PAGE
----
Gaming

PS3 Has TV, DVR Aspirations, Exec Says

Not content to win the hearts and minds of gamers, Sony is apparently aiming to take over living rooms around the world by adding digital TV tuner functionality to its currently underperforming PlayStation 3 (PS3) game console.

The revelation came in an interview with Warwick Light, sales and marketing manager for Sony Computer Entertainment New Zealand, published in The Press newspaper.

Tied to Freeview Launch

The company is “hoping” to release a digital tuner for the PS3, he told the paper, and turn the device into a “programmable TV recorder” about the same time British digital broadcaster Freeview launches its terrestrial service, which is expected in March 2008.

The disclosure appears to be yet another instance of a Sony executive with loose lips; Sony denies any current plans. Both Sony Computer Entertainment America (SCEA) and the European division have either denied plans for the addition of a digital video recorder (DVR) or refused to comment.

“We have no announcement regarding DVR functionality for PS3 in North America at this time,” Dave Karraker, SCEA spokesperson, told TechNewsWorld.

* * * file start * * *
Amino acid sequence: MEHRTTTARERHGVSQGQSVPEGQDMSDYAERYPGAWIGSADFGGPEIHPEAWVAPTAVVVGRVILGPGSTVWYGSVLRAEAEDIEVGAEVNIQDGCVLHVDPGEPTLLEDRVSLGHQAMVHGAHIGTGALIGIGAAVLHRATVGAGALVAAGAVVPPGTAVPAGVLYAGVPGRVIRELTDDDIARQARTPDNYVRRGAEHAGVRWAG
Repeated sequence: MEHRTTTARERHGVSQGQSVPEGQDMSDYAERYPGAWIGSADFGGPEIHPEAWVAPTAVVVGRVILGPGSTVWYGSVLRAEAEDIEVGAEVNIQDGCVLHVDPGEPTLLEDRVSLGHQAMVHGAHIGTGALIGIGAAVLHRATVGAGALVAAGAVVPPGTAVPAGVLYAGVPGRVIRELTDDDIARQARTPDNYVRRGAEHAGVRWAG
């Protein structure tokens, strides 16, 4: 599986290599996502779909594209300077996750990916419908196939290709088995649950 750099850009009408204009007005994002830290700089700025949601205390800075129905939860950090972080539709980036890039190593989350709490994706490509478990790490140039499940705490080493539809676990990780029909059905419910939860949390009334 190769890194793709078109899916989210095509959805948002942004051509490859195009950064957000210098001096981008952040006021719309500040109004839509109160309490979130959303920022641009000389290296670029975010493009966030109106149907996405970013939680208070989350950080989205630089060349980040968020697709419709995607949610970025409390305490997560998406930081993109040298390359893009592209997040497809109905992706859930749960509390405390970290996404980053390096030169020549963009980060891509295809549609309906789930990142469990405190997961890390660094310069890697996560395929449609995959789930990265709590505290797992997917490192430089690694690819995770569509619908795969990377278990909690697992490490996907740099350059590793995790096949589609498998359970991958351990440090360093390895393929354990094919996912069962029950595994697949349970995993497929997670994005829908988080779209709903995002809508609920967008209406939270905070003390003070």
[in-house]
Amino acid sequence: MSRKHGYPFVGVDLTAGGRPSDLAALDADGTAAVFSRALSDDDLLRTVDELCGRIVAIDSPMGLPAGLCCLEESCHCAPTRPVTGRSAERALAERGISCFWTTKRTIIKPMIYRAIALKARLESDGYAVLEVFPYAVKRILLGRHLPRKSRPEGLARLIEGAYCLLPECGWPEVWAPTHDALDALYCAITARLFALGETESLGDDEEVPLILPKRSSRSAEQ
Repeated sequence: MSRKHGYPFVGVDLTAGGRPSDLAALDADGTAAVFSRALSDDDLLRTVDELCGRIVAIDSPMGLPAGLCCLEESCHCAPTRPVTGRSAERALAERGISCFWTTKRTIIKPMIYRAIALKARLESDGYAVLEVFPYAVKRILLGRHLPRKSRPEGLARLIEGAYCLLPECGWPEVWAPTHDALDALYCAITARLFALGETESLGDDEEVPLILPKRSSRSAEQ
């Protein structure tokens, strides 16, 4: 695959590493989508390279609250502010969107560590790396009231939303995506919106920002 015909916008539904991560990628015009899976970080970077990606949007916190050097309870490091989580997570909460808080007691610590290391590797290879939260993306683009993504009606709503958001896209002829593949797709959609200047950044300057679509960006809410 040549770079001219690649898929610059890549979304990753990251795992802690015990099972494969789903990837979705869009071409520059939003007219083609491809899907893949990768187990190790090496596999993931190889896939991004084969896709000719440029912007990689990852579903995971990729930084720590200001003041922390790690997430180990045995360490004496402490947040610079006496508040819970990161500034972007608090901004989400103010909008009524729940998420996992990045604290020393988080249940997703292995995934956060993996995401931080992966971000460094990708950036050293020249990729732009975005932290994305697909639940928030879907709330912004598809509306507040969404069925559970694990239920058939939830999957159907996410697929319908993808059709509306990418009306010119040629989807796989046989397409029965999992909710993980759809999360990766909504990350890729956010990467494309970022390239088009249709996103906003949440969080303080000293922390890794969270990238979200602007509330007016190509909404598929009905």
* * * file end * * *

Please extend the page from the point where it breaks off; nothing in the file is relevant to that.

A Future-Proof Device

In the interview, Light said that Sony “future-proofed” the PS3, which he expects to be on the market for the next 7 to 10 years before the PS4 hits store shelves. Functionality that enables the machine to “update its processing capabilities through firmware updates” makes the PS3 ideal for home entertainment, he explained.

One example is the PS3’s Digital Living Networked Alliance (DLNA), a format for sharing between compatible networked devices. The technology enables users to connect their laptop wirelessly to the PS3 to stream movies, music and pictures to a television set.

When they think of the PS3, Light stated, most people think it is just for playing video games. That is just part of what the console does because it is a “future-proofed supercomputer,” he continued.

Sony can transform the console’s capabilities to suit the ever-changing entertainment needs of the market, Light said.

Anything Is Possible

The PS3 seems to already have all of the components required — CPU (central processing unit), read-write drive, connections to the TV — to support the added functionality, Michael Pachter, a Wedbush Morgan analyst, told TechNewsWorld, though he said he’s not sure exactly what hardware is required to make the PS3 a DVR.

The 80 GB hard drive will hold a lot, unless it is an HD-DVR, he added, and if Sony provided the new feature via a free software patch, it would make the PS3 more valuable. However, if it depends on the addition of new hardware, any incremental increase in value will likely be reflected by an incremental increase in the price.

With few details out there, making any pronouncements is difficult, but Pachter doubts it will boost the PS3 out of its slump.

“Bottom line, I don’t think it makes that much difference,” he said.

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